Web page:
John Urschel, Mathematician/Athelete
Updated: Jan 15
Meet Dr. John Urschel
Receiving his PhD from Massachusetts Institute of Technology (MIT)
Numerical analysis, graph theory, and data science/machine learning
Played football for Penn State and the Baltimore Ravens
John Urschel gets a charge out of solving puzzles. As a toddler he worked to solve the puzzle of where his mother hid the cookies and birthday presents. To keep him out of trouble, she started leaving workbooks around the house. John’s first grade teacher wanted to put him back a year. She thought he was slow. But testing showed John was far advanced. They moved him forward a year instead.
At age 13, John took a calculus class for business majors at the local college. He loved it. Calculus was like a “secret code.” It explained the paths of planets around the sun and the spin of a football.
Football charged up John too. He joined his high school team as a freshman. He learned quickly how to play. Football gave John confidence that he could bag his goals if he worked hard.
"So often people want to divide the world into two. Matter and energy. Wave and particle. Athlete and mathematician. Why can't something (or someone) be both?"
All his hard work paid off. He got a full football scholarship to Penn State University. At Penn State he could play football AND study math. So, he did. He was rewarded for his work in math with the top prize and carried the math department banner in the graduation ceremony. He was rewarded in football by being recruited into the NFL and played for the Baltimore Ravens.
John loved playing football and loved his team. But he quit after two years for two reasons. First, he wanted to focus on getting his PhD in math from the Massachusetts Institute of Technology (MIT). Second, he was worried about studies of football players brains. Concussions seem to be causing CTE, a brain disease.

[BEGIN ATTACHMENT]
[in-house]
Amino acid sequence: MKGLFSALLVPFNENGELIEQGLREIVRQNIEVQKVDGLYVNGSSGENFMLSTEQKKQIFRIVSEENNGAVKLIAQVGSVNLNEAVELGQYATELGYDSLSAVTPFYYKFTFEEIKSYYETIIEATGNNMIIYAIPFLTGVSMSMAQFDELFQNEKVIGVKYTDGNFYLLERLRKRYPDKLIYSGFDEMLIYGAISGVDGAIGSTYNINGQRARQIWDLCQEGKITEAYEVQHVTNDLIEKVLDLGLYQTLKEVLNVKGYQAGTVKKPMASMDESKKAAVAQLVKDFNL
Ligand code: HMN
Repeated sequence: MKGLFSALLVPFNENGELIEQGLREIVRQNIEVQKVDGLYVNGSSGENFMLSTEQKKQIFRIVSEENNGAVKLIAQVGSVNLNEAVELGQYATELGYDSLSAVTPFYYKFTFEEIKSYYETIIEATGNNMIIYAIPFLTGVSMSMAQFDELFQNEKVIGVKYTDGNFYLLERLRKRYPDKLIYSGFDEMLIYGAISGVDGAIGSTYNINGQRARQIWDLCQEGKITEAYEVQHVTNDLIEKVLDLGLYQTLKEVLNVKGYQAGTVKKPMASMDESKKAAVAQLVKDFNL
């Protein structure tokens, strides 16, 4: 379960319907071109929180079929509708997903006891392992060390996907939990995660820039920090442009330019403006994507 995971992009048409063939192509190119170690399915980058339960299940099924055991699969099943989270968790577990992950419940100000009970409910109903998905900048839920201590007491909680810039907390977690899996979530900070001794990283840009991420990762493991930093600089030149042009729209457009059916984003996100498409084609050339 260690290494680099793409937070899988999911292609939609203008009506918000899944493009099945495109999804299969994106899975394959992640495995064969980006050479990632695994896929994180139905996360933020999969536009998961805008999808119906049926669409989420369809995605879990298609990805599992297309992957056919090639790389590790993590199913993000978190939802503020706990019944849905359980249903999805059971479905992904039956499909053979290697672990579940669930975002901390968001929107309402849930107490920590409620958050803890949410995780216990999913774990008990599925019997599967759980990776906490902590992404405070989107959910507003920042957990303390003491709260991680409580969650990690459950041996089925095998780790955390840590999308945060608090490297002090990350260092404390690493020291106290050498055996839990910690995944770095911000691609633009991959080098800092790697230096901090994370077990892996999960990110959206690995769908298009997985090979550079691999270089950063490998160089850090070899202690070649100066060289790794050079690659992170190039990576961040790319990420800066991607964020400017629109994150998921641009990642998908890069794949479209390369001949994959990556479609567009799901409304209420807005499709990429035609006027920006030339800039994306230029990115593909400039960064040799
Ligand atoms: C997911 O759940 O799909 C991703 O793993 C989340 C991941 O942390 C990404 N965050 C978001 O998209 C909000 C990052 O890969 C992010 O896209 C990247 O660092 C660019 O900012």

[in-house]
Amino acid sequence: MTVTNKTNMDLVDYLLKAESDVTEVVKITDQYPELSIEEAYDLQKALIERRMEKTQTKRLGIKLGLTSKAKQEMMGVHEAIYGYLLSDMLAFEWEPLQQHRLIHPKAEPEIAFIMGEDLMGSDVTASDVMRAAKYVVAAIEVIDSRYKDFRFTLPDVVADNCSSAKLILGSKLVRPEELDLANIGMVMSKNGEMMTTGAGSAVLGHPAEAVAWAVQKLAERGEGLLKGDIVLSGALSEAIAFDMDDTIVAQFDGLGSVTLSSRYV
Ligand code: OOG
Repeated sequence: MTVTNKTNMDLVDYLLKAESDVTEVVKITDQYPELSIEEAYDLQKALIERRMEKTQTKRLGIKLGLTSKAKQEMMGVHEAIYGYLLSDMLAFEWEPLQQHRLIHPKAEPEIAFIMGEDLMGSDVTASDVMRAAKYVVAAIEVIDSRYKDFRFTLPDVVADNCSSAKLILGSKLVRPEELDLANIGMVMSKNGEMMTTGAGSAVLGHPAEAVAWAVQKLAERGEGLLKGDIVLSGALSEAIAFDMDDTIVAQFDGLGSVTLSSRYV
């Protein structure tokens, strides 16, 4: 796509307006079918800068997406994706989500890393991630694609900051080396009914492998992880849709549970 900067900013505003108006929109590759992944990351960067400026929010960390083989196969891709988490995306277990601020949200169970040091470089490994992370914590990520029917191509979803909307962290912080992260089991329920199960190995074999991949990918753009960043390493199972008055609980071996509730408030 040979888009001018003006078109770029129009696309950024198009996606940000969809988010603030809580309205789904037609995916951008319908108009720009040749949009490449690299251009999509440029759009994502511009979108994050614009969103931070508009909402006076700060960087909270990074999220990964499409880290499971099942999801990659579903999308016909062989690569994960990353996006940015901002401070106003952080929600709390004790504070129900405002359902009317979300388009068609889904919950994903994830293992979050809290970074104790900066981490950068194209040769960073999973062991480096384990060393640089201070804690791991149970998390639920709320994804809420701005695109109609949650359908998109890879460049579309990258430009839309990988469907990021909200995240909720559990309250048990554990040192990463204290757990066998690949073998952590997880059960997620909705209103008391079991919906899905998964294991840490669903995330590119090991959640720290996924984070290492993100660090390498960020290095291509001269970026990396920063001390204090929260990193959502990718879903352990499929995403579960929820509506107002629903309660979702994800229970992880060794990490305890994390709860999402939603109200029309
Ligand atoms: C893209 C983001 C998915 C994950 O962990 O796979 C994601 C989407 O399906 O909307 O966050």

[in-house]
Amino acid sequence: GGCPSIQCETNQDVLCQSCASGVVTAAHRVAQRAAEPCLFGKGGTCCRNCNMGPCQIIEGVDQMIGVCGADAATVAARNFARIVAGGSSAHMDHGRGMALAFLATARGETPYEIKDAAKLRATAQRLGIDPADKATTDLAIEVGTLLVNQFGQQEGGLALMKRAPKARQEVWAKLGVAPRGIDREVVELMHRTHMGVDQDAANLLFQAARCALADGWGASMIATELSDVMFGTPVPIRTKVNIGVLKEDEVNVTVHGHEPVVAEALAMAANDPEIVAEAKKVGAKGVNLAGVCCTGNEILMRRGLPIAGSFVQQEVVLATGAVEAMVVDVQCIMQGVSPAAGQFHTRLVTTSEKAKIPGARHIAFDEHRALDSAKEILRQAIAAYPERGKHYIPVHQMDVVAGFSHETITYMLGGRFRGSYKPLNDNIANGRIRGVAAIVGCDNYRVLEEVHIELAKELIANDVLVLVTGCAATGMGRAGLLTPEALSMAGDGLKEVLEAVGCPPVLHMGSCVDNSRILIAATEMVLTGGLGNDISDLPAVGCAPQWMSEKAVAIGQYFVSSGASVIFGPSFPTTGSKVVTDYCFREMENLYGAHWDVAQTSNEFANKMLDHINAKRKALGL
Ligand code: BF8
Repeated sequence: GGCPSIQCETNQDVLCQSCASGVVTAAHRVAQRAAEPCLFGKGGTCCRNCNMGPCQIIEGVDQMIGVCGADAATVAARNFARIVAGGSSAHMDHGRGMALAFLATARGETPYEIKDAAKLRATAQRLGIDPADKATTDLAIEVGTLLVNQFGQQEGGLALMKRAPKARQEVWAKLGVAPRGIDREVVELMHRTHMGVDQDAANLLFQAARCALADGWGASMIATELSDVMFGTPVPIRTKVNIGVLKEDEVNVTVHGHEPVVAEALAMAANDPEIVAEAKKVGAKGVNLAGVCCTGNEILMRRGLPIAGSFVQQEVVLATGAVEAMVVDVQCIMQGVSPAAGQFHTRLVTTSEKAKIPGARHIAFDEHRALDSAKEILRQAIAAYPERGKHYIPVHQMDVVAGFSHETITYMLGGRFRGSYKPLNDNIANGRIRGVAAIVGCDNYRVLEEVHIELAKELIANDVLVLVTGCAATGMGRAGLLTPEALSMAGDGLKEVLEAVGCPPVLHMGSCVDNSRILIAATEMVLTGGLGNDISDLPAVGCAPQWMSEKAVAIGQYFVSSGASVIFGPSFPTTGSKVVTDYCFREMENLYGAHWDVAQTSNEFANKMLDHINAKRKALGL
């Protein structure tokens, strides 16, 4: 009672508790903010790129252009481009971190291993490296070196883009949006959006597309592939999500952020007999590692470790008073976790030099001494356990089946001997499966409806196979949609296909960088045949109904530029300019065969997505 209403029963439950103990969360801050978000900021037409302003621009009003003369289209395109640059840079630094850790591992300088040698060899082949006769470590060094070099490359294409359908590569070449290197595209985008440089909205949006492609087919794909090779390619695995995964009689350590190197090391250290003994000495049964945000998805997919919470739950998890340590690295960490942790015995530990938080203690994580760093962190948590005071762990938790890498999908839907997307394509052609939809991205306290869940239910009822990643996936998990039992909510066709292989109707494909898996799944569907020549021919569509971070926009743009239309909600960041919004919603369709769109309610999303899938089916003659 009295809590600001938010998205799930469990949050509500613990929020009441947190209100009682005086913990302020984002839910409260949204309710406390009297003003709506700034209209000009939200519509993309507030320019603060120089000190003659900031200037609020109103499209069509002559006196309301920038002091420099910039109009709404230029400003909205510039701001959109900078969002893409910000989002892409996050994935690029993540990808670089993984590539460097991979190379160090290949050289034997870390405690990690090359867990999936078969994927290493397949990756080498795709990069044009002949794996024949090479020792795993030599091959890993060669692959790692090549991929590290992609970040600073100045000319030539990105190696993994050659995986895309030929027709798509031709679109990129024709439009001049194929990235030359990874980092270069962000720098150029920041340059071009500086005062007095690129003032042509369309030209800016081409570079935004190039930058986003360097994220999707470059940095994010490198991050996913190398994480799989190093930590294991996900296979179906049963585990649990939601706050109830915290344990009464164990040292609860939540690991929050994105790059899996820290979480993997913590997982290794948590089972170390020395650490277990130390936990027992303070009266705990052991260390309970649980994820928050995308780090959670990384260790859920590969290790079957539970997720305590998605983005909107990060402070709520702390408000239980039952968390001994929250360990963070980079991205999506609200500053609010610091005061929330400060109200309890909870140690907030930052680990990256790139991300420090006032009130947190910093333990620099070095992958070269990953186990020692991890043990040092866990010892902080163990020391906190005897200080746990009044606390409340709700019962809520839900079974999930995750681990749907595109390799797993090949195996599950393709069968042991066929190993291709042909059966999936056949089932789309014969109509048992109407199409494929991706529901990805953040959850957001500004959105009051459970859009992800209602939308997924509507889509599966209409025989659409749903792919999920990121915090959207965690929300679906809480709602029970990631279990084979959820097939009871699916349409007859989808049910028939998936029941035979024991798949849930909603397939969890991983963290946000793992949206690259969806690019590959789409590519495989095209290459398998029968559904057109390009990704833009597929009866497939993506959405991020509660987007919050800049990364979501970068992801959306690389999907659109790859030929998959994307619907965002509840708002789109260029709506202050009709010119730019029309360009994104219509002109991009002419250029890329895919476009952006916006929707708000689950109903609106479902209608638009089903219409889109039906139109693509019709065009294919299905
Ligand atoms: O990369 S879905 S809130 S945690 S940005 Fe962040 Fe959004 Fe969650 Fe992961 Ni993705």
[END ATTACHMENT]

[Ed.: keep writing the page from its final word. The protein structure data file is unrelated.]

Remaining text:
John Urschel is living proof that you can be a professional athlete and a professional mathematician.
Read these books if you get a charge out of solving puzzles . . .
by Hilary Koll
"Fun pictograms and infographics about extreme sports make learning about math topics such as ratios, area, percentages, averages, and angles easy and fun. In this book, readers are presented with scenarios in a number of extreme sports and use their mathematical skills while skyrunning, BASE jumping, ziplining, ice climbing, and racing motocross. Math puzzles and exercises help children build confidence in their math skills"
Hillary Koll has lots of fun math books. Check them out at her Amazon author page.
by Jenn Larson
This awesome logic puzzles for kids book includes:
100 Brain-building games―Solve logic grids, crosswords, matchstick puzzles, and more while honing critical thinking.
Easy instructions―Get brief descriptions of what you’ll learn, plus kid-friendly information at the beginning of every chapter.
Level up―Take your skills to the next level with every brain game you beat―each activity in this logic puzzles for kids book increases in difficulty from easy to hard to up your game!
Visit Jenn Larson's Amazon author page .
by John Urschel and Louisa Thomas
This is not a book written for kids. But kids can learn a lot from reading it. Some of the math is hard to understand. You are allowed to skim over those parts. But anybody can understand and be inspired by the story of John Urshel's life on the football field and in the field of mathematics.